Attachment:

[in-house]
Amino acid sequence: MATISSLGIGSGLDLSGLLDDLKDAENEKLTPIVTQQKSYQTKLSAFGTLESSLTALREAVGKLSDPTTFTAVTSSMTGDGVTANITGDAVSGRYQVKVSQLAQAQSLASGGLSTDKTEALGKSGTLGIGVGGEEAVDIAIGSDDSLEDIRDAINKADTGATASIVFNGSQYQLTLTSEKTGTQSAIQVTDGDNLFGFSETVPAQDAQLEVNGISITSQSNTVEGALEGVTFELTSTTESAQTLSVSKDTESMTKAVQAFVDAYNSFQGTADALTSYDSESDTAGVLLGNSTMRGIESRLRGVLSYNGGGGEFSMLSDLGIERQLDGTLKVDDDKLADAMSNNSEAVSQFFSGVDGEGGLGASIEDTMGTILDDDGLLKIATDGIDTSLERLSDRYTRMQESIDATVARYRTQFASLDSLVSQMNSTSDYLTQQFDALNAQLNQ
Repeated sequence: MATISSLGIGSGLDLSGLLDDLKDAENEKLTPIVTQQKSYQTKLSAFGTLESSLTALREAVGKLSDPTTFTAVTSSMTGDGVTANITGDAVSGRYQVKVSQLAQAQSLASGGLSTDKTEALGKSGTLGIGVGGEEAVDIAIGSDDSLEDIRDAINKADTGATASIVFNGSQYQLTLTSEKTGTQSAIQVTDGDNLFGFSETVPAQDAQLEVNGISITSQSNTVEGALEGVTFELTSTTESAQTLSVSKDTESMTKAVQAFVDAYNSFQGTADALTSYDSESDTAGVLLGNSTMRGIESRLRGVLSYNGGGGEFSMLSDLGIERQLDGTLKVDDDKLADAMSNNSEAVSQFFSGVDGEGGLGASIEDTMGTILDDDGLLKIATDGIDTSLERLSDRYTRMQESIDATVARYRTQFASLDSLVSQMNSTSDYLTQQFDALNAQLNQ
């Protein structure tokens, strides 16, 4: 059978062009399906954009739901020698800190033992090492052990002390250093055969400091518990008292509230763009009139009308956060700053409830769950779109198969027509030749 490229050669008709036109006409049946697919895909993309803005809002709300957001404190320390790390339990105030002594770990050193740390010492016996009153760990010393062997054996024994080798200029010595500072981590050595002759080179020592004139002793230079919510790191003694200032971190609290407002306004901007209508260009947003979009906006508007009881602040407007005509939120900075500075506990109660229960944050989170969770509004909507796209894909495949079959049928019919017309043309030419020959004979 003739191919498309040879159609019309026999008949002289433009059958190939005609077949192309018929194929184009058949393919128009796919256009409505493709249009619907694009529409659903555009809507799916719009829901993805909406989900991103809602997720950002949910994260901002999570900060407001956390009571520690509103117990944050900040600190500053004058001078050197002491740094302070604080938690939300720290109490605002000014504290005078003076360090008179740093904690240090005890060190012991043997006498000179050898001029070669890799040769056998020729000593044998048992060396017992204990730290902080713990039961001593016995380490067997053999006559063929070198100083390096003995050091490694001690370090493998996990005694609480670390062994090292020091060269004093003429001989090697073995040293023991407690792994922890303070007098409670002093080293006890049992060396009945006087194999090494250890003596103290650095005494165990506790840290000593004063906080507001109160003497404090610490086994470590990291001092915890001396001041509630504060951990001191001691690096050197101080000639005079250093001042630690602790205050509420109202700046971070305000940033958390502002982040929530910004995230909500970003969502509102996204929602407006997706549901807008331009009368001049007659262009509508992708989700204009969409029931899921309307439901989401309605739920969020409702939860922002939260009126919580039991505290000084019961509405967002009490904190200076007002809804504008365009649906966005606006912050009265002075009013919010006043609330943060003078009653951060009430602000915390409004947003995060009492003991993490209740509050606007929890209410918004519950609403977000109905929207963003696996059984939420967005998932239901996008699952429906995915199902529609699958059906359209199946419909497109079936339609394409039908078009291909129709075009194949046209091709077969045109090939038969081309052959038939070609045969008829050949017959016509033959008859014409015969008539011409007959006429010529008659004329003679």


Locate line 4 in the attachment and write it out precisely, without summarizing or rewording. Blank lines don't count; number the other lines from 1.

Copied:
């Protein structure tokens, strides 16, 4: 059978062009399906954009739901020698800190033992090492052990002390250093055969400091518990008292509230763009009139009308956060700053409830769950779109198969027509030749 490229050669008709036109006409049946697919895909993309803005809002709300957001404190320390790390339990105030002594770990050193740390010492016996009153760990010393062997054996024994080798200029010595500072981590050595002759080179020592004139002793230079919510790191003694200032971190609290407002306004901007209508260009947003979009906006508007009881602040407007005509939120900075500075506990109660229960944050989170969770509004909507796209894909495949079959049928019919017309043309030419020959004979 003739191919498309040879159609019309026999008949002289433009059958190939005609077949192309018929194929184009058949393919128009796919256009409505493709249009619907694009529409659903555009809507799916719009829901993805909406989900991103809602997720950002949910994260901002999570900060407001956390009571520690509103117990944050900040600190500053004058001078050197002491740094302070604080938690939300720290109490605002000014504290005078003076360090008179740093904690240090005890060190012991043997006498000179050898001029070669890799040769056998020729000593044998048992060396017992204990730290902080713990039961001593016995380490067997053999006559063929070198100083390096003995050091490694001690370090493998996990005694609480670390062994090292020091060269004093003429001989090697073995040293023991407690792994922890303070007098409670002093080293006890049992060396009945006087194999090494250890003596103290650095005494165990506790840290000593004063906080507001109160003497404090610490086994470590990291001092915890001396001041509630504060951990001191001691690096050197101080000639005079250093001042630690602790205050509420109202700046971070305000940033958390502002982040929530910004995230909500970003969502509102996204929602407006997706549901807008331009009368001049007659262009509508992708989700204009969409029931899921309307439901989401309605739920969020409702939860922002939260009126919580039991505290000084019961509405967002009490904190200076007002809804504008365009649906966005606006912050009265002075009013919010006043609330943060003078009653951060009430602000915390409004947003995060009492003991993490209740509050606007929890209410918004519950609403977000109905929207963003696996059984939420967005998932239901996008699952429906995915199902529609699958059906359209199946419909497109079936339609394409039908078009291909129709075009194949046209091709077969045109090939038969081309052959038939070609045969008829050949017959016509033959008859014409015969008539011409007959006429010529008659004329003679």